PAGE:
Ryan Suzuki aiming to join brother Nick as NHL first-round pick

Ryan Suzuki of the Barrie Colts. (Terry Wilson / OHL Images)

TORONTO — Ryan Suzuki isn’t shy when the chance to chirp his older brother Nick comes his way. That’s how it’s been since they were kids playing mini-stick hockey and video games in their family home.

Ryan, who plays for the Ontario Hockey League’s Barrie Colts, is expected to be a high first-round pick in the upcoming NHL draft two years after Nick went 13th overall to the Vegas Golden Knights in 2017. If Ryan hears his named called earlier than his brother’s was, he’ll use that as ammunition when training with Nick in the off-season.

"I’m not going rub it in his face, but I’d definitely have that over him," Ryan said. "If I got mad at him I’d bring it up."

Nick produced 45 goals and 96 points in 65 games in his draft year playing for the OHL’s Owen Sound Attack, then followed it up last season with 42 goals and 100 points in 64 games.

"He’s a guy I look up to and I definitely want to pass his point mark," said Ryan. "That’s the goal."

Ryan is well on his way in his sophomore year. The 17-year-old has four goals and 18 points in 10 games to start the 2018-19 season.

"I check up on his stats, I think he’s well on his way for sure," said 19-year-old Nick, who has five goals and 11 points in eight games to begin his fourth season with the Attack.

"I knew growing up that he was going to be a really good player (but) I didn’t know he was going to be this good right now. I think he has great things ahead of him."

Much of the banter tossed at each other comes from their close relationship, so when Ryan needs advice on how to approach the draft Nick is right there to help.

Ryan accompanied Nick to the 2017 draft in Chicago and got to pick his brain about the entire experience — everything from anticipating hearing your named called to what it’s like receiving an NHL sweater and cap to wear on the stage.

"He told me about all that stuff, I think I will be a little better prepared than he was for the draft," said Ryan.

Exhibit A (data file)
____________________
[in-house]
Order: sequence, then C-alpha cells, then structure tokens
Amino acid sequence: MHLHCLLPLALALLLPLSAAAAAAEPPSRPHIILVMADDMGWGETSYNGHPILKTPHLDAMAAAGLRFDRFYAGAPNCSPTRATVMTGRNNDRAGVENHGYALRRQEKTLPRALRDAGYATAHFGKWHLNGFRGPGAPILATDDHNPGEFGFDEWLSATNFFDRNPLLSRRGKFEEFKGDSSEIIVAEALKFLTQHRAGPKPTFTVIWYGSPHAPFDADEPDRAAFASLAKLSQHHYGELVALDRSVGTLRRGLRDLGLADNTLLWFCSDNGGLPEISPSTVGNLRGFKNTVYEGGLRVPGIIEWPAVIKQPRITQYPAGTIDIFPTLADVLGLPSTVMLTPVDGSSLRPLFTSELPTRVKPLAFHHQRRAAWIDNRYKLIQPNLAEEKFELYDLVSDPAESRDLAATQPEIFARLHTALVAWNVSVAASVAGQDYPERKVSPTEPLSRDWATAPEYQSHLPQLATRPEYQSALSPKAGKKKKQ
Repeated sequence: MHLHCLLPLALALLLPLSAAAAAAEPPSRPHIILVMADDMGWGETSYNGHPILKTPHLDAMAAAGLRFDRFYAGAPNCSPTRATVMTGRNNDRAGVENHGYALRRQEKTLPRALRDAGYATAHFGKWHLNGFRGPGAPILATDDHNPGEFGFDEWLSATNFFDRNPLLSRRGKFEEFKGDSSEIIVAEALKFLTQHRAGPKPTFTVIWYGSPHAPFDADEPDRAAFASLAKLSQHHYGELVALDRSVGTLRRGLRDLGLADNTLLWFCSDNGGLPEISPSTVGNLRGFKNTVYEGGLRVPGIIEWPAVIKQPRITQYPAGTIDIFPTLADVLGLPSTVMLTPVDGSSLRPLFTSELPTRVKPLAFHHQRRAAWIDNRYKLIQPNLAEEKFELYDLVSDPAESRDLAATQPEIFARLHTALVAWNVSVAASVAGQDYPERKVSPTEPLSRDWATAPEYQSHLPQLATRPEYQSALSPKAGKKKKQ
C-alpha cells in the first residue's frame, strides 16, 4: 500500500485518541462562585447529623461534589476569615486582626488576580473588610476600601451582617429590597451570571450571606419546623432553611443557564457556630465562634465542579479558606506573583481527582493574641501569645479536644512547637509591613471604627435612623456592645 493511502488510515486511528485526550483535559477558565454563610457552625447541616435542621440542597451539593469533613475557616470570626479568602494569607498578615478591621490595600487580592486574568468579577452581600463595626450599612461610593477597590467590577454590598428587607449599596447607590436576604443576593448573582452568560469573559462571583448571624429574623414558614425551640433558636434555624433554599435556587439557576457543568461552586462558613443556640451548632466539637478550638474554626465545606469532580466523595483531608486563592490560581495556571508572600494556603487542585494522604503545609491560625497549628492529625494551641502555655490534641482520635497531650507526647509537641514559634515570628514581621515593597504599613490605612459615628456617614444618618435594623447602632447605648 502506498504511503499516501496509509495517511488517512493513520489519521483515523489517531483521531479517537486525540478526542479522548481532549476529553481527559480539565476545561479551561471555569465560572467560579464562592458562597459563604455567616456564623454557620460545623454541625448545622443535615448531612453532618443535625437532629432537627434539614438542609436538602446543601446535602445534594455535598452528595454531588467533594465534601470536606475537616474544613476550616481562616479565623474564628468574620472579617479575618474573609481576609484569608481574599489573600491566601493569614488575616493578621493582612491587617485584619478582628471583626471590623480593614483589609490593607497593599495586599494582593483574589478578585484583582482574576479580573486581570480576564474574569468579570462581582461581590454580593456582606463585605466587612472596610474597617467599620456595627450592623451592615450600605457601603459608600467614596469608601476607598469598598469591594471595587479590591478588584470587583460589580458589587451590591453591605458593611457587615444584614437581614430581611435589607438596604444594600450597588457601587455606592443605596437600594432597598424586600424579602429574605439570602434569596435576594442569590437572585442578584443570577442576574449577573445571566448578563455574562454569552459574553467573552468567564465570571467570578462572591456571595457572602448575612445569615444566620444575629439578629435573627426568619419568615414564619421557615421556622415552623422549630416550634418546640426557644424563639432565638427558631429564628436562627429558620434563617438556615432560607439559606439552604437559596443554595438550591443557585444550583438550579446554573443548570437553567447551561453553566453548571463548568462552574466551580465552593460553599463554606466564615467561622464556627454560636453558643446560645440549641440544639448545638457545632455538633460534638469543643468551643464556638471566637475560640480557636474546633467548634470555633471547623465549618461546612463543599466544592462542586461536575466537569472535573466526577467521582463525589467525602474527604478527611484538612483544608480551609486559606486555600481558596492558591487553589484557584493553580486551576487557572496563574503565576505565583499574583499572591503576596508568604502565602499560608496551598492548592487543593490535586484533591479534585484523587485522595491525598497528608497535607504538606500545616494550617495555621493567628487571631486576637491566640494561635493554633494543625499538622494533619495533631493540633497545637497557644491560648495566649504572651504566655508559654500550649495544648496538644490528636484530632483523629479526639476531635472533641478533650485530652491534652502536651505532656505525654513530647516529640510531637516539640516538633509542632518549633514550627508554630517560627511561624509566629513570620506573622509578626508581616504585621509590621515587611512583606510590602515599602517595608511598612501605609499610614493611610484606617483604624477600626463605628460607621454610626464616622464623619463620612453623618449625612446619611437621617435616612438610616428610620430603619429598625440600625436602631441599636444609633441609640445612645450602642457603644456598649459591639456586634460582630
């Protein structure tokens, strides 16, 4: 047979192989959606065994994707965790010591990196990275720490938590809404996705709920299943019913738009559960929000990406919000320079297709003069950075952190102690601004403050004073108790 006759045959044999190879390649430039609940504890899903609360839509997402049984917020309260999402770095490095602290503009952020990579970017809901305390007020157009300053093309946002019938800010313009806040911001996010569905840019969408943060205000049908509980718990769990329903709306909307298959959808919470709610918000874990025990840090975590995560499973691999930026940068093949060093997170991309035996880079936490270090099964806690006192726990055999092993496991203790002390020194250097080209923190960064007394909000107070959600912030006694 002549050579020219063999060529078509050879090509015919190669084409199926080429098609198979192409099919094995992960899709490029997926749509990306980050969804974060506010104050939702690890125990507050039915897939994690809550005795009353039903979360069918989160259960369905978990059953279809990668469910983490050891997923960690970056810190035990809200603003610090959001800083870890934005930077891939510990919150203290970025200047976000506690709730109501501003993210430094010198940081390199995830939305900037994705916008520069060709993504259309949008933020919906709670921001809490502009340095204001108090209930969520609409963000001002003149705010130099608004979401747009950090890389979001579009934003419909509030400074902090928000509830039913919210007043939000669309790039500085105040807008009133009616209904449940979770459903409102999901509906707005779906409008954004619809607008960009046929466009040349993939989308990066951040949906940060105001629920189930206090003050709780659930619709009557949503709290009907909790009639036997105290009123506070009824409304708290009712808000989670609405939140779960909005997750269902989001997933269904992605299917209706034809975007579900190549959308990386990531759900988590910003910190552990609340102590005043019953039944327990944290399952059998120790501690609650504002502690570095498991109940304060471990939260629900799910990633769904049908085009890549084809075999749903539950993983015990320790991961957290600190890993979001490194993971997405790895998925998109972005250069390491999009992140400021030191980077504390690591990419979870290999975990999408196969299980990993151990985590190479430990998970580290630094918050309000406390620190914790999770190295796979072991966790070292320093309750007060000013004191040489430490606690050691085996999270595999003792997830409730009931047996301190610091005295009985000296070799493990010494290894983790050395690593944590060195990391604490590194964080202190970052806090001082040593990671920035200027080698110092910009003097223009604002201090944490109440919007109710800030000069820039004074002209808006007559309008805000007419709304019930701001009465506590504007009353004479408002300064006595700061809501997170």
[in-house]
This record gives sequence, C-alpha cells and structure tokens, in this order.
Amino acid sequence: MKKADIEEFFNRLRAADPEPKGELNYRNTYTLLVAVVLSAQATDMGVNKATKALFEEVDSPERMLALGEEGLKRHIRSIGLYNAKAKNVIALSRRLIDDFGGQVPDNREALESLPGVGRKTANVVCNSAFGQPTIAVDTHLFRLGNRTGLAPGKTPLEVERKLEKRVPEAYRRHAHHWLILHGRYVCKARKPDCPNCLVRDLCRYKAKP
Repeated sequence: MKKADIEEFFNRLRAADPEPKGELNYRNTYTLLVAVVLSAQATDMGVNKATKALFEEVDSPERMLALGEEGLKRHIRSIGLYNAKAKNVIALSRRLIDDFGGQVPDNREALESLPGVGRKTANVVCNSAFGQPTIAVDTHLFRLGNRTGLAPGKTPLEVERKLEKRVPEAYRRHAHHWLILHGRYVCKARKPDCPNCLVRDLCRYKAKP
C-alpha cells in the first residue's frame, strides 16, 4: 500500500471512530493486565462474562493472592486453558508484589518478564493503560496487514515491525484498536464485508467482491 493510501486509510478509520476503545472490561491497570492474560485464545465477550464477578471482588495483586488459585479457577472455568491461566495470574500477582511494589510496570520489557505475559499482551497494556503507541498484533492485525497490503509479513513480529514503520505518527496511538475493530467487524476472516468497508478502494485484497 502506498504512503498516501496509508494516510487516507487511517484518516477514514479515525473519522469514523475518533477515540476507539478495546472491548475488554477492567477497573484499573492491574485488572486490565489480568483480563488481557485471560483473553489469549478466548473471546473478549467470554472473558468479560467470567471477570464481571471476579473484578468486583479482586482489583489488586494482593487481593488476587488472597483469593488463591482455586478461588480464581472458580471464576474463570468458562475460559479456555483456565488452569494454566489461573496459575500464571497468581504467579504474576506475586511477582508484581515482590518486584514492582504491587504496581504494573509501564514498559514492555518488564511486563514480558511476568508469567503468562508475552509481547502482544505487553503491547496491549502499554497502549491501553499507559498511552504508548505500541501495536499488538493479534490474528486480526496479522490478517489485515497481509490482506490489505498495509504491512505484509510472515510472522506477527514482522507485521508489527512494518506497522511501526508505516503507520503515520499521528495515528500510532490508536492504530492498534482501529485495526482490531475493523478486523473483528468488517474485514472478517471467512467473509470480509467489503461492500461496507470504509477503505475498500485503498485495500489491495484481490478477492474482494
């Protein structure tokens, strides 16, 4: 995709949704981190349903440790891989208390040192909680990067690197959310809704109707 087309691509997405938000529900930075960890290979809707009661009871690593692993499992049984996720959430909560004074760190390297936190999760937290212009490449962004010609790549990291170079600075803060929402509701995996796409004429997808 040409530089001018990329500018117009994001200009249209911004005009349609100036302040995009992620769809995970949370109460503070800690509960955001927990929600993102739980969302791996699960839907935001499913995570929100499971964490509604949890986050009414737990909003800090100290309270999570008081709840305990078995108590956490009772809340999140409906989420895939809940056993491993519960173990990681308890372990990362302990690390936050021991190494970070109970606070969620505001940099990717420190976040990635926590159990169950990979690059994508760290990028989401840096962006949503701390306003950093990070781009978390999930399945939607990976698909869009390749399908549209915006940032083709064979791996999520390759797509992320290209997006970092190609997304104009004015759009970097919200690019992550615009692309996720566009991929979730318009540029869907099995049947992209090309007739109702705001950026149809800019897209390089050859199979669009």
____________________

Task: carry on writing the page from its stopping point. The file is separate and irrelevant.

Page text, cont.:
"Going through the draft process he was asking questions and I told him: ‘worry about the season and everything will be fine after that,"’ added Nick. "I just told him keep playing your game, he’s had a great start so far."


The Suzukis grew up in the London, Ont., area and played their minor hockey with the London Junior Knights, although never together. They didn’t even have a chance to play each other in competitive hockey until last season, when they met in an OHL pre-season game and took the opening faceoff against each other.

They went head-to-head five more times in the regular season. Nick had five points while Ryan was mostly held in check with one assist.

"I just remember looking across at him and having a big smile on my face," said Nick about their first encounter. "It was really cool to have all our family members in the stands watching us. Every time I get to play him is a lot of fun."

Nick is listed at six-foot and 183 pounds, putting him one inch shorter and 12 pounds heavier than Ryan. He says they both play a similar style of game as centremen with their on-ice awareness and play-making abilities being their bread and butter. The main difference is that Nick will sometimes play left wing and shoots right, while Ryan is a lefty.

"We grew up basically playing the same way," said Nick, who was acquired in the summer by the Canadiens as part of the Max Pacioretty trade, with Canadiens general manager Marc Bergevin saying he was the key to the deal.

With the competition between the two being a daily thing for well over a decade now, Ryan took a poke at his older brother this past summer on Twitter when Nick tweeted out his NHL ’19 player card and rating.

When Ryan saw the 67 rating given to Nick, he responded simply "Quicksell," a reference to the team mode function of trading away a player card not worth keeping.

"It was pretty funny, but it didn’t hurt my feelings too much," said Nick. "Both of us are pretty competitive."


— Saginaw Spirit forward Damien Giroux, a Minnesota Wild draft pick, is the CHL player of the week after producing four goals and three assists for seven points in two games. The 18-year-old from Hanmer, Ont., had the game winner in both games while getting in on seven of the nine total goals his team scored over the weekend.

— Alexis Gravel of the Halifax Mooseheads earned CHL goaltender of the week honours after stopping 65 of 66 shots to win back-to-back starts, including a 30-save shutout against the defending Memorial Cup champion Acadie-Bathurst Titan. The 18-year-old from Asbestos, Que., is a Chicago Blackhawks draft pick and is third in the QMJHL with a .927 save percentage in eight starts.

— Kingston Frontenacs winger Cameron Hough was handed a 15-game suspension for a hit from behind on Erie Otters defenceman Brendan Kischnick on Oct. 12. He’s eligible to return on Nov. 22.

— As of Wednesday, the top 10 teams in the CHL rankings are: 1. Prince Albert (WHL, 11-1-0); 2. Rouyn-Noranda (QMJHL, 9-1-0); 3. Halifax (QMJHL, 8-2-0); 4. Victoria (WHL, 7-1-0); 5. Peterborough (OHL, 8-2-0); 6. Vancouver (WHL, 9-1-1); 7. Baie-Comeau (QMJHL, 8-2-1); 8. Ottawa (OHL, 8-3-0); 9. Saginaw (OHL, 6-2-1); 10. Guelph (OHL, 6-2-1).

When submitting content, please abide by our submission guidelines, and avoid posting profanity, personal attacks or harassment. Should you violate our submissions guidelines, we reserve the right to remove your comments and block your account. Sportsnet reserves the right to close a story’s comment section at any time.